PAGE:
[Si = SiF52–, SiF3, SiMe(OEt)2, Si(OEt)3]


Hydrometallation

oxidative cleavage ––– examples


Hydrometallation

H+

?

H+


Hydrometallation

30% H2O2/NaHCO3/MeOH/THFor

mCPBA/KHF2/DMF

mCPBA (1 eq)/CH2Cl2/0℃/5 h

30% H2O2/KHF2/KHCO3/MeOH

/THF/rt, 3 h

F–

Base: F–

H2O


Hydrometallation

Diastereoselectivity for Hydrosilation of Bis(2-propenyl)methanol

H2PtCl6・6H2O

(0.1 mol%)

20 ℃/1 h

30% H2O2/NaHCO3/MeOH-THF/

60 ℃, 12~48 h

H2PtCl6・6H2O

(0.1 mol%)

20 ℃/1 h

30% H2O2/KF/KHCO3

MeOH-THF/rt, 10 h


Hydrometallation

Enantiosynthesis of Prelog-Djerassi Lactone

P.-D. lactone


Hydrometallation

compensative

Hydrosilation vs Hydroboration

+

syn

anti

major

major

minor

inside

outside

Pt

>

stable

outside

Pt

inside

anti

anti

Hydrosilation

Hydroboration

+


Hydrometallation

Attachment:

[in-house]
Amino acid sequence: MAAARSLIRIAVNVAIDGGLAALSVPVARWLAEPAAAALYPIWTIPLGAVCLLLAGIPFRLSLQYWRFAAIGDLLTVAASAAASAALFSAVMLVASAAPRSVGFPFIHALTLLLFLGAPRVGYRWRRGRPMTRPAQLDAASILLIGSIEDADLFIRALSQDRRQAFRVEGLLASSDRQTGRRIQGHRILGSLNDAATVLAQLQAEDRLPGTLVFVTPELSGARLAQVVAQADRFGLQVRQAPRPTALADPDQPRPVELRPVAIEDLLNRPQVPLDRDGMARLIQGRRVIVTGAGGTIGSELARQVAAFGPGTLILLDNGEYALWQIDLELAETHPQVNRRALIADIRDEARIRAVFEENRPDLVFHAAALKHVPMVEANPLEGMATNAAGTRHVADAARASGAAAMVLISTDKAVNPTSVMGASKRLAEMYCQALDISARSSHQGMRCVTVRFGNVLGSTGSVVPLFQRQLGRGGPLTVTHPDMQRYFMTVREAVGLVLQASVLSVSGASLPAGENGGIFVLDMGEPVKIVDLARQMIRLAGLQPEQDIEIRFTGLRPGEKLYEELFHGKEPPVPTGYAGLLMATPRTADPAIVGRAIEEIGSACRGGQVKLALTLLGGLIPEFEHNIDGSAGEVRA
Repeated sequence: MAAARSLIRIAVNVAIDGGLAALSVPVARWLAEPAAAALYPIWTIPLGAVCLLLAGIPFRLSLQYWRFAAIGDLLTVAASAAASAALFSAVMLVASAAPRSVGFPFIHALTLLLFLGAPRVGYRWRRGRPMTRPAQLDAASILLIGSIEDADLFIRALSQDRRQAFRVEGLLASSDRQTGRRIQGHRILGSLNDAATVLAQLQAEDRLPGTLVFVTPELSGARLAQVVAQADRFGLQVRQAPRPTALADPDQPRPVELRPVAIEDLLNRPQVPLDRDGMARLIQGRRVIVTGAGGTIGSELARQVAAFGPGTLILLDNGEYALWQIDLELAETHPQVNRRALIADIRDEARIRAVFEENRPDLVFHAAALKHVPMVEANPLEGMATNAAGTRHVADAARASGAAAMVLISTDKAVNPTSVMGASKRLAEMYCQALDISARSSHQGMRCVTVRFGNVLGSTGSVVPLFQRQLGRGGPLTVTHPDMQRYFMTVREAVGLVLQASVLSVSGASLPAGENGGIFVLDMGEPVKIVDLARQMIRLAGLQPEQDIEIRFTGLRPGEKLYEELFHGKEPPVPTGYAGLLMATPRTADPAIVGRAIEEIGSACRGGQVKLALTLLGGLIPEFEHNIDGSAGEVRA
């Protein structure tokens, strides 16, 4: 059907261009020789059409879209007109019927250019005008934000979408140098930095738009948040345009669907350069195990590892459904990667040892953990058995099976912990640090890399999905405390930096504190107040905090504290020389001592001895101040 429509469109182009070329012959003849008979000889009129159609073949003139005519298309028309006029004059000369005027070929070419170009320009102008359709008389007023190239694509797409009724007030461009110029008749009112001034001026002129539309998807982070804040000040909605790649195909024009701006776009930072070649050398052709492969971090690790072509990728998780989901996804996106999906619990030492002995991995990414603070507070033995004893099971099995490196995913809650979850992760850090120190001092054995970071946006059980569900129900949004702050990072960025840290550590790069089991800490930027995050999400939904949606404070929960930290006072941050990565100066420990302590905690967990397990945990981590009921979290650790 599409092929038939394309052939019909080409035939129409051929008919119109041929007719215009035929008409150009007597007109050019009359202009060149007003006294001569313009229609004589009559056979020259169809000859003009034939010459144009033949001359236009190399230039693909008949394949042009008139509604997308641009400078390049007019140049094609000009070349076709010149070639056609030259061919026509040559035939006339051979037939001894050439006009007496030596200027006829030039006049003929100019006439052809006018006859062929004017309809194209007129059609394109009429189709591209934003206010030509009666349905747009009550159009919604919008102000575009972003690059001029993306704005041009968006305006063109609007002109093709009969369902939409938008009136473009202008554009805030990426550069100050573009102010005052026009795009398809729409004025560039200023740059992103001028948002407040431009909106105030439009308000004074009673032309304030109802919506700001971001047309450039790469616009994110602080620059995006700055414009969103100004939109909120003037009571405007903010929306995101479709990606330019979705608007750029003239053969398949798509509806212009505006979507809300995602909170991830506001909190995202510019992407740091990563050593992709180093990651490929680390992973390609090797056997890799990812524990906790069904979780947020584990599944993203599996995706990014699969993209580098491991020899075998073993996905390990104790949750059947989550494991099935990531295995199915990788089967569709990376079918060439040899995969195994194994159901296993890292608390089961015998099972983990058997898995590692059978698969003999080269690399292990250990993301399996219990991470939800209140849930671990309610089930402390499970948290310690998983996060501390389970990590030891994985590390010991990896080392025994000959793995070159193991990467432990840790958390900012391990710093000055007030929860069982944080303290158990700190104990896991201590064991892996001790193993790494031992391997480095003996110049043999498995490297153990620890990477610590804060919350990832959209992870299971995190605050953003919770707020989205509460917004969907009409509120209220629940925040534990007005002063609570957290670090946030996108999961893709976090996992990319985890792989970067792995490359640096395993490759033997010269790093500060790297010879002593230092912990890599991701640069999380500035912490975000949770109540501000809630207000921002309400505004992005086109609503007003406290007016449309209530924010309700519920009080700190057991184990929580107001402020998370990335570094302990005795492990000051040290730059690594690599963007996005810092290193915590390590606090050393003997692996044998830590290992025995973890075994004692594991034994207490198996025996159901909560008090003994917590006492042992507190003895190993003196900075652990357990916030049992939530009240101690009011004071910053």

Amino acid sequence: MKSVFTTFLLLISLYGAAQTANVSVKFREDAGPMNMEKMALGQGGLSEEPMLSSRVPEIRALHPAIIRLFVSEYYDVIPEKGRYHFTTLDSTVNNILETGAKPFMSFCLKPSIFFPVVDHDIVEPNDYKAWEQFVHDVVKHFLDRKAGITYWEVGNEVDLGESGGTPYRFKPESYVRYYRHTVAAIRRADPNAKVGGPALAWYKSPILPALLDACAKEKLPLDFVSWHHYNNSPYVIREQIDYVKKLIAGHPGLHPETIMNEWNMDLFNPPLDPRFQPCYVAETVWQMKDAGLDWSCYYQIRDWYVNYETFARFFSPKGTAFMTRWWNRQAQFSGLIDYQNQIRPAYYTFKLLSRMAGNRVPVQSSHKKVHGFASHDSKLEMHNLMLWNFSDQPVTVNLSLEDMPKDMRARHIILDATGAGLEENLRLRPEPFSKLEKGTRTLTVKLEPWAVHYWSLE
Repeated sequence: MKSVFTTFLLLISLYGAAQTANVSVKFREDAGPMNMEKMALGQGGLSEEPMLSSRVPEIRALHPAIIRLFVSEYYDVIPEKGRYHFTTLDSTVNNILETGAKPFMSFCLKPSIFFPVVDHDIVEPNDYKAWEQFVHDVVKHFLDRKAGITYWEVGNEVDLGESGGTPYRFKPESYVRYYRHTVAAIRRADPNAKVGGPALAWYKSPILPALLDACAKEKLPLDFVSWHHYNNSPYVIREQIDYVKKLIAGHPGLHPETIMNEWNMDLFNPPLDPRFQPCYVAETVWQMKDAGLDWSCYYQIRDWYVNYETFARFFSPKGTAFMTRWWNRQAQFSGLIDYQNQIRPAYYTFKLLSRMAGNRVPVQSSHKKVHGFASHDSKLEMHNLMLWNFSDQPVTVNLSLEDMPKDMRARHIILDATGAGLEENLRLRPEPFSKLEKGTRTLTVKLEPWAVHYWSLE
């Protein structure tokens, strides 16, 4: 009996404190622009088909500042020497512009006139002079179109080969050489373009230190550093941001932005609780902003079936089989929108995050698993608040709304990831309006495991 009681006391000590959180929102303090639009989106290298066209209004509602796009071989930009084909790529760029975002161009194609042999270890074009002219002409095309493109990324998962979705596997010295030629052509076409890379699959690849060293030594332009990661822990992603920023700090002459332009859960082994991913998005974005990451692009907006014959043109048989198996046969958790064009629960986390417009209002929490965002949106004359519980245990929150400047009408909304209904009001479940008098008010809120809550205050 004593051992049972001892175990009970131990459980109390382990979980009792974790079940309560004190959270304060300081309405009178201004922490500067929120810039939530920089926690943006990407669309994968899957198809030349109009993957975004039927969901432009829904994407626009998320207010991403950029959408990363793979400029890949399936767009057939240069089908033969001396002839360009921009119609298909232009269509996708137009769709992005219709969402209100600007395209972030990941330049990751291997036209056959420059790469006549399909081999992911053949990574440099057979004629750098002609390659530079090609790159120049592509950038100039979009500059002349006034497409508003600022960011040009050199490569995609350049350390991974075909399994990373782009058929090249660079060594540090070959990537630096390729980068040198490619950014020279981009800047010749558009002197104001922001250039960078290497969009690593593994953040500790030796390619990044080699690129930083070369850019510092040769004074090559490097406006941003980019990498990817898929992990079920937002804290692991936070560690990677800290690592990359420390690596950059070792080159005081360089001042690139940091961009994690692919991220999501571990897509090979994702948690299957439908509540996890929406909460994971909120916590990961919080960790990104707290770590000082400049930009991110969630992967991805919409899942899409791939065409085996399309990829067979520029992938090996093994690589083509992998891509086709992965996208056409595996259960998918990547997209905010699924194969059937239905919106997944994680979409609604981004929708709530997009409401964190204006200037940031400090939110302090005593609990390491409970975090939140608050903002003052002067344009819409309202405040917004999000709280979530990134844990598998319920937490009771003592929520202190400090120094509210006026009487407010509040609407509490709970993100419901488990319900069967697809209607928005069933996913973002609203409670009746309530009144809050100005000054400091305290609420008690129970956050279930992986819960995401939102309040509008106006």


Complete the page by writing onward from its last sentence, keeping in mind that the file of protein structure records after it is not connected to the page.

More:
hydroalumination

Two unavoidable elementary reactions:

1) Dissociation:

2) Displacement:


Hydrometallation

hydroalumination

Terminal acetylenes:complicated by (1) substitution of the methine

hydrogen or other heterosubstituents (Br, SnR3) and (2) carbometallation

Internal acetylenes:resulted in non-selective stereochemical and/or

regiochemical outcomes

Hydroalumination with hydroaluminates


Hydrometallation

Stereoelectronic Effect

Bicyclic orthoester A leads to only hydroxy ester B on treatment with

acid and never affords bicyclic lactone C: Deslongchamps, 1975

Mechanism

H2O

-EtOH

+ H+

+


Hydrometallation

Anomeric Effect

a-D-Glucopyranose

36%

b-D-Glucopyranose

64%

DG = –RTlnK = 0.346 kcal/mol

(Ha-Oa) ×2

= 0.45 × 2

= 0.9 kcal/mol

0.9 – 0.346 = 0.554 kcal/mol

≡ anomeric effect

(a) much more favorable orbital overlapping for anti–periplanar (a)

than for synclinal (b)

(b)b–anomer should be much more destabilized in terms of dipolar-dipolar

interaction

Nevertheless, why the b–anomer becomes more stable than the a–anomer ?


Hydrometallation

OR-axial: 0.9

cis : 57%

(80 ℃)

trans : 43%

0.17 kcal/mol stable

one gauche interaction: 0.8

one gauche interaction: 0.8